The larvae of June beetles and chafers, commonly called white grubs, are formidable pests. These critters, which typically have C-shaped bodies, often cause extensive damage to lawns, gorging themselves on grass roots in the spring as well as late summer.
Grass attacked by white grubs:
- is less able to take up water and nutrients and its root system is severely weakened;
- turns yellow as if parched;
- will easily detach from the soil, and can be pulled back like a carpet;
- can suffer further damage due to attacks by birds as well as small mammals such as raccoons and skunks, which love to feed on the larvae.
If more than half the surface area of a lawn is affected, the entire lawn will need to be replaced—an operation that will put quite the burden on your wallet as well as the environment.
Can you make your lawn immune to white grubs? No. But you can make it less inviting to these pests, and there are ways to fight back quickly in case of an infestation.
A healthy lawn is more resistant to attacks by larvae of the European chafer and native June beetle (or June bug), which are the most damaging species in Quebec.
To help your lawn resist invasion:
- Prefer a greater mowing height, ideally around 8 cm (3 in). Longer grass means a longer root system, more shade and, in turn, cool, moist soil that is less hospitable to the larvae.
- Ensure your lawn is well fertilized. Use slow-release fertilizer with dosage adapted to the soil and type of grass. You can find out the necessary dosage in just a few clicks using the fertilizer calculator found on the website www.pelousedurable.com. The site, in French, also provides basic information on how to maintain a healthy, environmentally friendly lawn. NB : le site n’est pas traduit et nous n’avons pas pu trouver de calculatrice semblable en anglais qui est spécifique au Québec.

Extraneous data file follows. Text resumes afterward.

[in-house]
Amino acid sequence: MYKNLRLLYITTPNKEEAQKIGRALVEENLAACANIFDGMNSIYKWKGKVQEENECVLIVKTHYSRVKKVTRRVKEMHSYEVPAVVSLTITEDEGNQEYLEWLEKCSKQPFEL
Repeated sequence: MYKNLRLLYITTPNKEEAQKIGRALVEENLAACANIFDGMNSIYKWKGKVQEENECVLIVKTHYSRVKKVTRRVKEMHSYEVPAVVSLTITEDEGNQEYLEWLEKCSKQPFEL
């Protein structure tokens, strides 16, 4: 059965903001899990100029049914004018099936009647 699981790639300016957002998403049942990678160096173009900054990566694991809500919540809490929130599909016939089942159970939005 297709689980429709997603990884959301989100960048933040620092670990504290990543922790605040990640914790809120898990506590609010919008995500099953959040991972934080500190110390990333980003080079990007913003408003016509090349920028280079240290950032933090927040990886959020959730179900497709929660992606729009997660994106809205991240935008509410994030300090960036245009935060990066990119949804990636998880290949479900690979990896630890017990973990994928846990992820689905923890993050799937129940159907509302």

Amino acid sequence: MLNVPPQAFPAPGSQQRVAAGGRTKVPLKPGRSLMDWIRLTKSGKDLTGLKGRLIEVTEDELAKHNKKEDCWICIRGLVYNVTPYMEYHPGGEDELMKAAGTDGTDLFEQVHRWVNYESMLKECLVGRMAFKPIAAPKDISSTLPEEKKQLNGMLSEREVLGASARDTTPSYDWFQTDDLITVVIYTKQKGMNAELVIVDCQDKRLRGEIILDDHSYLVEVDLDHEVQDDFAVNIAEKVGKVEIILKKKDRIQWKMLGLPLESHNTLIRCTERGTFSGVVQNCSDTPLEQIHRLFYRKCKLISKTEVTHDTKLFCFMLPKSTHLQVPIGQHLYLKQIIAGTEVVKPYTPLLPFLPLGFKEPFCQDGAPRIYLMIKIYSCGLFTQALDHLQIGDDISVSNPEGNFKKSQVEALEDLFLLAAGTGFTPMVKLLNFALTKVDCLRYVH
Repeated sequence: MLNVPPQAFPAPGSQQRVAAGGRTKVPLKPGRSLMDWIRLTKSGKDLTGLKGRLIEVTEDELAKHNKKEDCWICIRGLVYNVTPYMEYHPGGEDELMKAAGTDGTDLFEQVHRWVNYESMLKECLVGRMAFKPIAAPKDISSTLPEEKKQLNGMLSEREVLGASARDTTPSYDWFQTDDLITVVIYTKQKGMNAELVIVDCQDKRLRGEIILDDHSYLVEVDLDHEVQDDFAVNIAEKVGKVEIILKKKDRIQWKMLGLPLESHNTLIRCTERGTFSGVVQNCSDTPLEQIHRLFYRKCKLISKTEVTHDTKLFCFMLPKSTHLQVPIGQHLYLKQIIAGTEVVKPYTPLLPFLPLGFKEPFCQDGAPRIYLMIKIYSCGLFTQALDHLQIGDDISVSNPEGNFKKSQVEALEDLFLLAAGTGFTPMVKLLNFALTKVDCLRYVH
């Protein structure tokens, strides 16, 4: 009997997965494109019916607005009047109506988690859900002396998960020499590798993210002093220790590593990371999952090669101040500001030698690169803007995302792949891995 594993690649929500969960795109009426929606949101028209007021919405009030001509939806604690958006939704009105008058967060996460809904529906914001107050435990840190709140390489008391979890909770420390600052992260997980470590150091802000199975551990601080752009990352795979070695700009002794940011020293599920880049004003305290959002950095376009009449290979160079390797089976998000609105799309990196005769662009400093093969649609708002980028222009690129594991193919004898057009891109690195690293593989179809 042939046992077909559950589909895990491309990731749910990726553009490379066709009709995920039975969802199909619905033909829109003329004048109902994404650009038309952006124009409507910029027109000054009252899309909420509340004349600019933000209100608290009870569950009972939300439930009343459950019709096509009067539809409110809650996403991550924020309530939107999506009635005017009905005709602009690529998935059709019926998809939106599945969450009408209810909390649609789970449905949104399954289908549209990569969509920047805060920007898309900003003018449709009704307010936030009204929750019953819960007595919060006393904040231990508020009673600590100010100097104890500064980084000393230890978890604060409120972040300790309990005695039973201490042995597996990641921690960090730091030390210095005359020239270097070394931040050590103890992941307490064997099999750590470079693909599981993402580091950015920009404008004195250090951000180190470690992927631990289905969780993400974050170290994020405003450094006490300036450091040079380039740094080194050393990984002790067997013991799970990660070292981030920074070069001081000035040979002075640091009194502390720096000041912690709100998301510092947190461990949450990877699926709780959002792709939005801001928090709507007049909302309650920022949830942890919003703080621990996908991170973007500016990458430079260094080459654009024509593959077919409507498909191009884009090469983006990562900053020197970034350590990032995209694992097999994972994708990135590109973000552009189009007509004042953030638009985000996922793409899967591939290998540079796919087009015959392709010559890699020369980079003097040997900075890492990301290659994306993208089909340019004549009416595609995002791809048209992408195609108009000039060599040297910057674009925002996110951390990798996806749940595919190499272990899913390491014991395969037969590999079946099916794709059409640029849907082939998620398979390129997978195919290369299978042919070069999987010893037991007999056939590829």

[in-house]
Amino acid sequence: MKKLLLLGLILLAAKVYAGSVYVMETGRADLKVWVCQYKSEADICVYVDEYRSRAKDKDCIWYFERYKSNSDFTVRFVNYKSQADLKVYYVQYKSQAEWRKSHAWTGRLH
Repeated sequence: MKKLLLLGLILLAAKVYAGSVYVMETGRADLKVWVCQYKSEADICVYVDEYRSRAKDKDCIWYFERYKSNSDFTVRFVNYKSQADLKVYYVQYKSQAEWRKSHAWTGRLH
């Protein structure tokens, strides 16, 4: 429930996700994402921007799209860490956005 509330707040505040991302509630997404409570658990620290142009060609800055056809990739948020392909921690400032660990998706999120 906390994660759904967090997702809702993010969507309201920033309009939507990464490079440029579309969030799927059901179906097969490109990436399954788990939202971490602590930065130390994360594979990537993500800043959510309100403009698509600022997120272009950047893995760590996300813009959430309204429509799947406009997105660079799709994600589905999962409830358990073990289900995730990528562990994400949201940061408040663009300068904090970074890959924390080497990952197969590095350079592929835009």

- Use less exterior lighting, especially in June and July, which is egg-laying season. Beetles are attracted to light.
What about insecticides?
In prevention mode, it’s possible to curb proliferation of white grubs through reasonable application of imidacloprid, an insecticide that is authorized under the Pesticides Management Code. Use of this chemical, marketed under the brand name Merit, is reserved to companies that maintain parks and green spaces, however, and many municipalities have banned it. In addition, many specialists and ecologists are against its use, in part because it is toxic to pollinating bees as well as birds.
The Fédération interdisciplinaire de l’horticulture ornementale du Québec (FIHOC) recommends that application be limited to once a year, combined with three or four controlled spreadings of fertilizer. This group also cautions that no registered insecticide will be effective against white grubs if damage from their feeding is already apparent.
If your lawn is infested
At what point is the presence of white grubs problematic for your lawn? When more than seven European chafer larvae or more than three to five June beetle larvae can be counted within an area of one square foot (0.1 m²) of lawn.